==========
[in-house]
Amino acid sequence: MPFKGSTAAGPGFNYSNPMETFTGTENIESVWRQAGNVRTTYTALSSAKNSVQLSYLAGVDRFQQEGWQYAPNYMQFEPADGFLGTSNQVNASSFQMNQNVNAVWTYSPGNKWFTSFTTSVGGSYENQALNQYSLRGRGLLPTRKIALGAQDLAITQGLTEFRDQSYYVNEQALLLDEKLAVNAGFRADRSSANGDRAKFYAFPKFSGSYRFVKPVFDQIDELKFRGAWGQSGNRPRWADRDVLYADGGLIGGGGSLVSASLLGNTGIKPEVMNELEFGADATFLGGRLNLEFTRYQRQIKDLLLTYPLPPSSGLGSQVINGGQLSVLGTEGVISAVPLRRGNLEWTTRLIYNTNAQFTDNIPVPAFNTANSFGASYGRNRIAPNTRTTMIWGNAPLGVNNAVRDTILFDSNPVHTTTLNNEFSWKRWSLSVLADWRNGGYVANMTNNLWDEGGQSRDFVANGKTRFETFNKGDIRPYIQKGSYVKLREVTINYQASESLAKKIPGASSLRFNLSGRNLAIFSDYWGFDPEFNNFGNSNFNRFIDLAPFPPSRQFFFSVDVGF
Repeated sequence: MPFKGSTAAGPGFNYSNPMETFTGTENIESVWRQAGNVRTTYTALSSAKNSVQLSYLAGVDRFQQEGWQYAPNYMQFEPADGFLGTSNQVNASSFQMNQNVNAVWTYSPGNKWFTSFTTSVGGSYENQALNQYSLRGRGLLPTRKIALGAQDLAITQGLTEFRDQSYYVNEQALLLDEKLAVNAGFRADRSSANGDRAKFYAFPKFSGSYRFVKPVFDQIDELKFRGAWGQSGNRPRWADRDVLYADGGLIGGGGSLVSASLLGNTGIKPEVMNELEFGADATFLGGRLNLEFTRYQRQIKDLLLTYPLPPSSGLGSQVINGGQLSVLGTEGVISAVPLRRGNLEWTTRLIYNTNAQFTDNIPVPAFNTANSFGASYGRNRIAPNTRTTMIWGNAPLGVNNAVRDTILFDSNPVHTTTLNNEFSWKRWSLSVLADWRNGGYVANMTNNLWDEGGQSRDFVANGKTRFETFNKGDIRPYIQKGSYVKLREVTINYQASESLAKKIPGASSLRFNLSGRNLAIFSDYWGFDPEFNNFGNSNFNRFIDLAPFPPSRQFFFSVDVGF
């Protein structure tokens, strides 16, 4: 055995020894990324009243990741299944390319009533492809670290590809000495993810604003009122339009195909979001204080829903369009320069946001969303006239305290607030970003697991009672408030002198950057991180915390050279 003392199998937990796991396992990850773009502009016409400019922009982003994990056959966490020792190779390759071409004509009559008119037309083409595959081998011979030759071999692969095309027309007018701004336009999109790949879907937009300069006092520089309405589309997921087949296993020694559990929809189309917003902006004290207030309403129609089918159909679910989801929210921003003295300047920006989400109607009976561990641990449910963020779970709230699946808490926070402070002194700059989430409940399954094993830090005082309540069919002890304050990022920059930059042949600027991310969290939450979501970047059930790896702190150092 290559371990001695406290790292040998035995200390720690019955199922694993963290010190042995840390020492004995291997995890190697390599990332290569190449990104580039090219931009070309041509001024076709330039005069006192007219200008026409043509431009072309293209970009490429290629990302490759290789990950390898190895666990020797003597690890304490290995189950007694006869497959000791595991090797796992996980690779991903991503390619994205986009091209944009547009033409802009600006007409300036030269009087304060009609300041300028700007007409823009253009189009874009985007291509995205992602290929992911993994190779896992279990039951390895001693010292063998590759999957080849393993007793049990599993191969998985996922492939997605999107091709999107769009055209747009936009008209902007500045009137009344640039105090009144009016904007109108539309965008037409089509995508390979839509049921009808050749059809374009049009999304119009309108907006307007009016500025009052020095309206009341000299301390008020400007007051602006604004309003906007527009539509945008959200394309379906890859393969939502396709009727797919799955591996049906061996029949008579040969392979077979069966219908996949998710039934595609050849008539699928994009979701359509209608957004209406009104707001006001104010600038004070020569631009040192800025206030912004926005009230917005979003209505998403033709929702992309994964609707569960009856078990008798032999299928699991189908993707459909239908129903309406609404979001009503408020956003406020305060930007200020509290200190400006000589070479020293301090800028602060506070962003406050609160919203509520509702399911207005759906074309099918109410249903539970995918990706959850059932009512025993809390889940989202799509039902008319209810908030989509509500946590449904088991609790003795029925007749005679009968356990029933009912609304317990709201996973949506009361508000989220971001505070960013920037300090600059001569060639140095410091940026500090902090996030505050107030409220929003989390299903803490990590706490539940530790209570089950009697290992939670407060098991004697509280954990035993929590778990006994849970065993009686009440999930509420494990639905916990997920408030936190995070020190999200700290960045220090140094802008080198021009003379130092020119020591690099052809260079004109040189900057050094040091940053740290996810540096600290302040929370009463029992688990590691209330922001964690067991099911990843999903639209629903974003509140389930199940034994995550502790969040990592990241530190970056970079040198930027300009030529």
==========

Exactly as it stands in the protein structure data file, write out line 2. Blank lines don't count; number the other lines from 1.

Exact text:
Amino acid sequence: MPFKGSTAAGPGFNYSNPMETFTGTENIESVWRQAGNVRTTYTALSSAKNSVQLSYLAGVDRFQQEGWQYAPNYMQFEPADGFLGTSNQVNASSFQMNQNVNAVWTYSPGNKWFTSFTTSVGGSYENQALNQYSLRGRGLLPTRKIALGAQDLAITQGLTEFRDQSYYVNEQALLLDEKLAVNAGFRADRSSANGDRAKFYAFPKFSGSYRFVKPVFDQIDELKFRGAWGQSGNRPRWADRDVLYADGGLIGGGGSLVSASLLGNTGIKPEVMNELEFGADATFLGGRLNLEFTRYQRQIKDLLLTYPLPPSSGLGSQVINGGQLSVLGTEGVISAVPLRRGNLEWTTRLIYNTNAQFTDNIPVPAFNTANSFGASYGRNRIAPNTRTTMIWGNAPLGVNNAVRDTILFDSNPVHTTTLNNEFSWKRWSLSVLADWRNGGYVANMTNNLWDEGGQSRDFVANGKTRFETFNKGDIRPYIQKGSYVKLREVTINYQASESLAKKIPGASSLRFNLSGRNLAIFSDYWGFDPEFNNFGNSNFNRFIDLAPFPPSRQFFFSVDVGF